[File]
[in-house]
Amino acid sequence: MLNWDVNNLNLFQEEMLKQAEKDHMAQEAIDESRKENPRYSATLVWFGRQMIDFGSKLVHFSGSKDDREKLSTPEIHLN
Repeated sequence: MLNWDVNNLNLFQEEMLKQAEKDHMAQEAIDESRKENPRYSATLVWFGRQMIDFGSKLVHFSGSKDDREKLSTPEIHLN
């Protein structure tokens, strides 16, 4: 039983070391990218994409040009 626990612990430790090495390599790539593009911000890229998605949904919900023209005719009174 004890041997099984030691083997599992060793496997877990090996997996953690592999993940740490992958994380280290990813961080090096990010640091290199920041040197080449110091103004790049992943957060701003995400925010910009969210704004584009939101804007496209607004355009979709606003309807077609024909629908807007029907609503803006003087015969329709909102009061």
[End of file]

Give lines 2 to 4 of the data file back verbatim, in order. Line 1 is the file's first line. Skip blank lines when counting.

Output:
Amino acid sequence: MLNWDVNNLNLFQEEMLKQAEKDHMAQEAIDESRKENPRYSATLVWFGRQMIDFGSKLVHFSGSKDDREKLSTPEIHLN
Repeated sequence: MLNWDVNNLNLFQEEMLKQAEKDHMAQEAIDESRKENPRYSATLVWFGRQMIDFGSKLVHFSGSKDDREKLSTPEIHLN
């Protein structure tokens, strides 16, 4: 039983070391990218994409040009 626990612990430790090495390599790539593009911000890229998605949904919900023209005719009174 004890041997099984030691083997599992060793496997877990090996997996953690592999993940740490992958994380280290990813961080090096990010640091290199920041040197080449110091103004790049992943957060701003995400925010910009969210704004584009939101804007496209607004355009979709606003309807077609024909629908807007029907609503803006003087015969329709909102009061």